General Information

• Official Name: Kingdom of Cambodia
• Population: 14.8 million
• Capital City: Phnom Penh, population 2 million
• People: Khmers (96%), minorities include Vietnamese, Chinese, many hill tribes, Chams
• Language: Khmer
• Currency: Riel
• Time Zone: GMT +7 Hours
• International Dialing Code: +855

Cambodia is in the heart of Southeast Asia, surrounded by Thailand, Laos and Vietnam It is emerging from a dark period of its history and because of its beauty is attracting an increasing number of tourists and businesses. Its stunning scenery, the ancient temples of Angkor, Tonle Sap Lake, the waters of the Mekong Delta and remnants of its French colonial past are just some of its attractions. The cities of Phnom Penh and Siem Reap are rich in culture and fascinating diversions.

Pre Departure Check List

• Travel Insurance
• Valid Passport (at least six months remaining) and visa (or two passport pictures as well as 20US$ for visa on arrival)
• Immunizations/Vaccinations
• Foreign currency (US$) or ATM card
• Flights tickets
• Photocopy of passport either scanned into email account or separate from the original

Travel Insurance (Compulsory)
Viet Expert Travel will do everything possible to ensure a safe and enjoyable trip. However, the normal array of risks is involved and should be recognized by participants. Thus, we require all guests to purchase travel insurance prior to their trip. Travel insurance is a cost effective way of protecting yourself and your equipment in the event of problems due to cancelled trips, delays, medical emergencies, baggage loss or damage. It also gives you peace of mind for your trip.

A passport with at least six months validity is necessary. A visa is required for most nationalities and is available upon arrival at both Phnom Penh and Siem Reap International airports. A tourist visa costs 20USD, a business visa costs 25USD. Two passport photographs should be submitted with the visa application form. A tourist visa can be extended from one month to three and a business one can be extended indefinitely. If coming into the country overland then we recommend booking transfer through Viet Expert Travel to avoid the increasing number of tourist scams through other bus and tour companies.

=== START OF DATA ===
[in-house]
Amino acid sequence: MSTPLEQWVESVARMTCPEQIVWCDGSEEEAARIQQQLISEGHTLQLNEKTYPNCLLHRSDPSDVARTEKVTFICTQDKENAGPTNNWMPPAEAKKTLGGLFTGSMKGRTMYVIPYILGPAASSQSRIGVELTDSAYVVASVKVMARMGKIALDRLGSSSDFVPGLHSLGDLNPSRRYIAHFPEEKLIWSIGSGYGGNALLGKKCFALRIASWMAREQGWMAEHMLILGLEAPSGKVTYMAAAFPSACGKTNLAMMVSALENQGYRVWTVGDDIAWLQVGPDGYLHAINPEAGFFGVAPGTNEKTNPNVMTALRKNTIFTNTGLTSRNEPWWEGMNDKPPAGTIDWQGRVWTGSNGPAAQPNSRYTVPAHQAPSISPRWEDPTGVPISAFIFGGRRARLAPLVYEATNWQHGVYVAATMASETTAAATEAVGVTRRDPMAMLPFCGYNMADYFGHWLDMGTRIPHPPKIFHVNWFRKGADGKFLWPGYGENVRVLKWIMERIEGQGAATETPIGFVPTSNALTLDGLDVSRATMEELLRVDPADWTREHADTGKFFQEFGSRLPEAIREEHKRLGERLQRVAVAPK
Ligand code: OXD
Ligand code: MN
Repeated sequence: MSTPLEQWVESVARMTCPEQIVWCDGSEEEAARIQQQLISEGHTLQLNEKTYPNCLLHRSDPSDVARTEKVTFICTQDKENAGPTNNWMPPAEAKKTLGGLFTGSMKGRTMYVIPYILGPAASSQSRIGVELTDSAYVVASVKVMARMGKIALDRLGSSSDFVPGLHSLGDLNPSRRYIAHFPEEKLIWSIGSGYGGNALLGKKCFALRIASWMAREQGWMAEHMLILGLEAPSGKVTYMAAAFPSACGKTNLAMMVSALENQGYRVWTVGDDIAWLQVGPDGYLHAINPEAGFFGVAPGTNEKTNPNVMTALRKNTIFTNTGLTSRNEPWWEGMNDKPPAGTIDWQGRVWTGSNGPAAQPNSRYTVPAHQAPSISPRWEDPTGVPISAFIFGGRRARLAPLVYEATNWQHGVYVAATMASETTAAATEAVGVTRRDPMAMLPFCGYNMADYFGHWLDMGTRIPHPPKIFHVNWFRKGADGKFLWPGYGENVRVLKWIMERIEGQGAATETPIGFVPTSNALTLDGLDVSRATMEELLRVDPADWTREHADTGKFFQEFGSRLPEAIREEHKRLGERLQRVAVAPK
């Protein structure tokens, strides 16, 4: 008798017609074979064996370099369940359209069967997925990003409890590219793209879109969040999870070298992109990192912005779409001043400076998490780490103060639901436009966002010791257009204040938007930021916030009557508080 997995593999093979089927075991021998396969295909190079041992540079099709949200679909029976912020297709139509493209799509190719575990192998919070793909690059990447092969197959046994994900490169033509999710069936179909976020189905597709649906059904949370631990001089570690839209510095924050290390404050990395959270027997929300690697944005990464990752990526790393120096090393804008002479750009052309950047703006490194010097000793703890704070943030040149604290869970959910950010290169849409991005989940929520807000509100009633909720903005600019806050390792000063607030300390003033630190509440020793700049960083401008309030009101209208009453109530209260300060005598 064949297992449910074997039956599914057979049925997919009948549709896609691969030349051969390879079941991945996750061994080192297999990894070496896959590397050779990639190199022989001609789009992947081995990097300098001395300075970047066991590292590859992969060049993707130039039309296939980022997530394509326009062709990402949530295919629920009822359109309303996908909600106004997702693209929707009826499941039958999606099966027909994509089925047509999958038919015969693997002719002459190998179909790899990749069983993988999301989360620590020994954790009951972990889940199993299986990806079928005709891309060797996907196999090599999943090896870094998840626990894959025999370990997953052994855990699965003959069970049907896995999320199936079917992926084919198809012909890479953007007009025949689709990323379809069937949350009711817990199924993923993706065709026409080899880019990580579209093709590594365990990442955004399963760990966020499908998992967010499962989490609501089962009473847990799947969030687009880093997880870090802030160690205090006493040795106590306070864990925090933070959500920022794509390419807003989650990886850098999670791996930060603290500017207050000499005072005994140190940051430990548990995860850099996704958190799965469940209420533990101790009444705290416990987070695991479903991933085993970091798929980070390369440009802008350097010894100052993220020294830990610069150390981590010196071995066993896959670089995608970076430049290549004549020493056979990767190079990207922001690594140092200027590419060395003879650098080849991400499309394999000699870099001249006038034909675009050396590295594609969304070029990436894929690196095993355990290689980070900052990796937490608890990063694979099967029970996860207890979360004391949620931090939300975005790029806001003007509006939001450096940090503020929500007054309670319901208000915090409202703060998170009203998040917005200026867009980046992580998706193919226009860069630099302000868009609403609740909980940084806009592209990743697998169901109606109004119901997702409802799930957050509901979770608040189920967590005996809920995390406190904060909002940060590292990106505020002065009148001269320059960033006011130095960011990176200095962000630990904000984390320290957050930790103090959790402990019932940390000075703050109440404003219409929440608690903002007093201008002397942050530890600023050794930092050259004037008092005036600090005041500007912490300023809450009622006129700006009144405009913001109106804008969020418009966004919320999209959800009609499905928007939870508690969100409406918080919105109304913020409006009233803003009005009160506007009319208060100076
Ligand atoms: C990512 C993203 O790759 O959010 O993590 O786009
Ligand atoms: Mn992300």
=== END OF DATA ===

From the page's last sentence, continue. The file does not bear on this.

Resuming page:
Cambodia also enforces a departure tax on domestic and international flights, not included in the price of the flight ticket.

• Domestic – 6US$
• International – 25US$

Arriving in Cambodia
We will arrange your transfer from the airport to your hotel or residence and back unless otherwise specified.

Health & Well-being
Be aware, as with other parts of Southeast Asia, your health can be at risk due to lack of effective medical treatment facilities and poor sanitation. In Cambodia, there are few pharmacies and hospitals in rural areas, so be sure bring with you any medications that you will need.

If you feel particularly ill, you should return to either Phnom Penh or Siem Reap. We recommend:

• Royal Angkor International Hospital (Siem Reap)
• International SOS Medical & Dental Clinic (Phnom Penh)

Each traveler is responsible for his or her health. Consult your doctor or local travel clinic before departure for the latest information on travelling to Cambodia.

Before travelling to Cambodia, it is important to ensure that you have adequate protection about disease. About two months before your holiday consult your doctor regarding vaccinations you will need before you travel. These will vary depending on where you are planning to visit. Bear in mind that there is a malaria risk in rural parts of Cambodia. In general, most visitors to Cambodia will require the following vaccinations: